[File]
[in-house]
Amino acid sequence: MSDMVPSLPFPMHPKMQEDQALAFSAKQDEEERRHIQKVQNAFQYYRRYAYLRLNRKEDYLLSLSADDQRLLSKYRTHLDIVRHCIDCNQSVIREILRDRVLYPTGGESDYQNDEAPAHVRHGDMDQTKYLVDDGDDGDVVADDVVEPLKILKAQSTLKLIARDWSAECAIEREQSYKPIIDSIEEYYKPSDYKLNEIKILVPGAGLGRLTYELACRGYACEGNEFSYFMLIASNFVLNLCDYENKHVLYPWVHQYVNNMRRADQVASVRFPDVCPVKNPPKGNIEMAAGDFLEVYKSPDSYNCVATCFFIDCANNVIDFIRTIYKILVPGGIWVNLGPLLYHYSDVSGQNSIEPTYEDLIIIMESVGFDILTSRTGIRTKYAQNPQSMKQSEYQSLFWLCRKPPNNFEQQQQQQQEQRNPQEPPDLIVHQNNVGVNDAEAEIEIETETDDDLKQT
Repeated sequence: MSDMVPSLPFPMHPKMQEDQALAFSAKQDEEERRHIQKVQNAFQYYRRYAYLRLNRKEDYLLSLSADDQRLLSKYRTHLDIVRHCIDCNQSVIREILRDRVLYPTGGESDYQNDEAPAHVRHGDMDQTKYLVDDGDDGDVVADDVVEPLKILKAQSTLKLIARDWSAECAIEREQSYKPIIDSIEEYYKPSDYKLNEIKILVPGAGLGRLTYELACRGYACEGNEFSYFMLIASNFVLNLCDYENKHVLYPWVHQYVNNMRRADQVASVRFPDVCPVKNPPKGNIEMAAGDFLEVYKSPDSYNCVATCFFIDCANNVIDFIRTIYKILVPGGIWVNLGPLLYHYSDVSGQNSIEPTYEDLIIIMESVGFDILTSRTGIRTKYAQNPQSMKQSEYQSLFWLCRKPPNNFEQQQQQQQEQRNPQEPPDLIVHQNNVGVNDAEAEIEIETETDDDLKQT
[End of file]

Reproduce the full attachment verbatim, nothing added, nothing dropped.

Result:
[in-house]
Amino acid sequence: MSDMVPSLPFPMHPKMQEDQALAFSAKQDEEERRHIQKVQNAFQYYRRYAYLRLNRKEDYLLSLSADDQRLLSKYRTHLDIVRHCIDCNQSVIREILRDRVLYPTGGESDYQNDEAPAHVRHGDMDQTKYLVDDGDDGDVVADDVVEPLKILKAQSTLKLIARDWSAECAIEREQSYKPIIDSIEEYYKPSDYKLNEIKILVPGAGLGRLTYELACRGYACEGNEFSYFMLIASNFVLNLCDYENKHVLYPWVHQYVNNMRRADQVASVRFPDVCPVKNPPKGNIEMAAGDFLEVYKSPDSYNCVATCFFIDCANNVIDFIRTIYKILVPGGIWVNLGPLLYHYSDVSGQNSIEPTYEDLIIIMESVGFDILTSRTGIRTKYAQNPQSMKQSEYQSLFWLCRKPPNNFEQQQQQQQEQRNPQEPPDLIVHQNNVGVNDAEAEIEIETETDDDLKQT
Repeated sequence: MSDMVPSLPFPMHPKMQEDQALAFSAKQDEEERRHIQKVQNAFQYYRRYAYLRLNRKEDYLLSLSADDQRLLSKYRTHLDIVRHCIDCNQSVIREILRDRVLYPTGGESDYQNDEAPAHVRHGDMDQTKYLVDDGDDGDVVADDVVEPLKILKAQSTLKLIARDWSAECAIEREQSYKPIIDSIEEYYKPSDYKLNEIKILVPGAGLGRLTYELACRGYACEGNEFSYFMLIASNFVLNLCDYENKHVLYPWVHQYVNNMRRADQVASVRFPDVCPVKNPPKGNIEMAAGDFLEVYKSPDSYNCVATCFFIDCANNVIDFIRTIYKILVPGGIWVNLGPLLYHYSDVSGQNSIEPTYEDLIIIMESVGFDILTSRTGIRTKYAQNPQSMKQSEYQSLFWLCRKPPNNFEQQQQQQQEQRNPQEPPDLIVHQNNVGVNDAEAEIEIETETDDDLKQT